Health Benefits of Asprin

The truth behind the humble wonder drug found in everyone's medicine cabinet.

Research over the last 30 years has shown that aspirin helps prevent heart attack, stroke, and colon cancer. There's new evidence that aspirin may help control migraine headaches, Alzheimer's disease, and cataracts. Medical experts say we haven't even begun to realize the potential of the familiar white pills, which cost mere pennies apiece.

No drug is completely safe, and aspirin is no exception. It can irritate the stomach's delicate lining, causing heartburn, ulcers, and internal bleeding. In rare cases, aspirin can lead to bleeding in the brain, and doctors also think aspirin may contribute to Reye's syndrome, a childhood disorder characterized by brain and liver damage. Aspirin is a blood thinner and can worsen bleeding during surgery and childbirth.

One bottom line assessment: If it were invented today, aspirin would probably have to be prescribed by a doctor.

Although other over-the-counter pain-killers (like ibuprofen and acetaminophen) can relieve pain with fewer side effects, only aspirin appears to have long-term cardiovascular and anticancer benefits.

But aspirin also suffers from an identity crisis.

Because of the Reye's syndrome concern, most younger adults have been raised on acetaminophen (Tylenol is the most common brand).

"My impression is there's a generation of individuals who have grown up assuming that other compounds have completely replaced aspirin," says Dr. Carl J. Pepine, codirector of the division of cardiovascular medicine at the University of Florida. "Ask a flight attendant for an aspirin and she may bring you Tylenol. We're trying to educate people that the simple aspirin is worth keeping around for reasons that could save their lives."

How It Works

Most of aspirin's beneficial effects can be traced to its effect on prostaglandins, substances that regulate many activities in the body, including uterine contractions, elasticity of blood vessels, and the functioning of blood platelets that help stop bleeding. Prostaglandins also turn up when germs invade the body or when injuries lead to pain and inflammation.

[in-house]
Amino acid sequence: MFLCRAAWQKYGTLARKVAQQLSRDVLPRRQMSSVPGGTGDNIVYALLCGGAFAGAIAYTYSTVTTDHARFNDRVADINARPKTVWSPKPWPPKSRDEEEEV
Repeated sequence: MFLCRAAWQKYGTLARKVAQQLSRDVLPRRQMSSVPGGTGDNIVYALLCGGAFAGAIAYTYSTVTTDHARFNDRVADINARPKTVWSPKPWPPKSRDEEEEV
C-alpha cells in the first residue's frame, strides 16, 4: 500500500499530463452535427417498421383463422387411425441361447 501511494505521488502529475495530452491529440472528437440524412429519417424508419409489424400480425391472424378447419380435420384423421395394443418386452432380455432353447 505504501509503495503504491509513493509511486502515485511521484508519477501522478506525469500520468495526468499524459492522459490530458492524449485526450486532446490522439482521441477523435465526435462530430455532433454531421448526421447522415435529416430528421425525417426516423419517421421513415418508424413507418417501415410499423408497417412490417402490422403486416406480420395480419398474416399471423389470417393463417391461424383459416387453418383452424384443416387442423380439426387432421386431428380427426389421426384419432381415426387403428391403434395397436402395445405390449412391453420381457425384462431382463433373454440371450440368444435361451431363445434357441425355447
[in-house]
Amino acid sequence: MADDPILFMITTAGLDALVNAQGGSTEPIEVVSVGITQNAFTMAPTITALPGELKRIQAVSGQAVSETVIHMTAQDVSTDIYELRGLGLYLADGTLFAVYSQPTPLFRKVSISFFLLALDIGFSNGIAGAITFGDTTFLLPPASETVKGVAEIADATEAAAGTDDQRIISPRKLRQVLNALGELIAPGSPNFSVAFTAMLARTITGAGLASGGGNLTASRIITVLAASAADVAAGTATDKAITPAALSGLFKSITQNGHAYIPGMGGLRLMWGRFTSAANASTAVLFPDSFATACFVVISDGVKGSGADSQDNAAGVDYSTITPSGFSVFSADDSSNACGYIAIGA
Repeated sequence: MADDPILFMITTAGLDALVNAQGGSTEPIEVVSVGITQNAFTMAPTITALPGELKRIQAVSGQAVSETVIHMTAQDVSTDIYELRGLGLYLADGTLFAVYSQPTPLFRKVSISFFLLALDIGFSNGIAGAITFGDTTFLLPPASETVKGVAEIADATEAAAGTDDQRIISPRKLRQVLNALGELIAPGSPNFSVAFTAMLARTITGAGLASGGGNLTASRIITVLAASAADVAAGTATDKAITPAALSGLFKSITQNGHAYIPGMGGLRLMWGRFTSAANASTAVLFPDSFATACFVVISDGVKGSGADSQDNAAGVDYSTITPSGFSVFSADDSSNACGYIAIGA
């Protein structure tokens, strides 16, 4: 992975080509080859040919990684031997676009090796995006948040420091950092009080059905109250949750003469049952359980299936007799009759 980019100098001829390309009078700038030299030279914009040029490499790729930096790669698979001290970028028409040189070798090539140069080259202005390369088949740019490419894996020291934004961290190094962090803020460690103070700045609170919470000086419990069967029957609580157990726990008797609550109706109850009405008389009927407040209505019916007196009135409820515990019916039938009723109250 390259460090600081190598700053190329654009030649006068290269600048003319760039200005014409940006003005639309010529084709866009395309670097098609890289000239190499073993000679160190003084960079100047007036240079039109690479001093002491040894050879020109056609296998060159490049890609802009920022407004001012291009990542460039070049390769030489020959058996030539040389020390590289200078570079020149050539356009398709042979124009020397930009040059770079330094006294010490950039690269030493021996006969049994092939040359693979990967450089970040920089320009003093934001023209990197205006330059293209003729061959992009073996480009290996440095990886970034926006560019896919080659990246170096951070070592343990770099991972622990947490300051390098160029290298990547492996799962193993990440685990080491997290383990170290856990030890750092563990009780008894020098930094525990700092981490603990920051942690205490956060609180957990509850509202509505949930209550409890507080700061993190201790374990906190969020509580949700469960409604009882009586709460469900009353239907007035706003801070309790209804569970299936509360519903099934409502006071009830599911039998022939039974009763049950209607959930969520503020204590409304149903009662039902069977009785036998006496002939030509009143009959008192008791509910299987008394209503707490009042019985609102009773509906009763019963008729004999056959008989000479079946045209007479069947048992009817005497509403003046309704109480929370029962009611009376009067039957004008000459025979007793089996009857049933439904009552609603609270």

By reducing prostaglandin production, aspirin short-circuits the body's ability to clot blood, generate pain, or develop inflammation. (Of course, too much of any of these effects would be dangerous, which is why doctors insist that aspirin be treated with respect as a powerful drug.)

Heart attack and stroke. Most doctors now agree there's plenty of sound evidence that aspirin helps the heart. One study, which included 17,000 patients at 417 hospitals around the world, showed that aspirin reduced the death rate by 23 percent if taken as soon as heart attacks were suspected. In a Harvard University study of 88,000 nurses, those who took one to six aspirin tablets a week experienced about 25 percent fewer heart attacks than those who didn't.

Though aspirin may increase risk of the less common hemorrhagic stroke (bleeding in the brain), it helps prevent so-called "mini-strokes" caused by clotting that stops blood from reaching the brain. Two Canadian studies found that taking a daily aspirin reduced by half the risk of death and stroke in people who had experienced a mini-stroke.

Alzheimer's disease. The anti-inflammatory properties of ibuprofen and aspirin also might reduce mental decline in old age. A 1995 study at Johns Hopkins Alzheimer's Disease Research Center found that patients who took aspirin every day showed less decline in their speaking and spatial recognition than those patients who didn't take aspirin.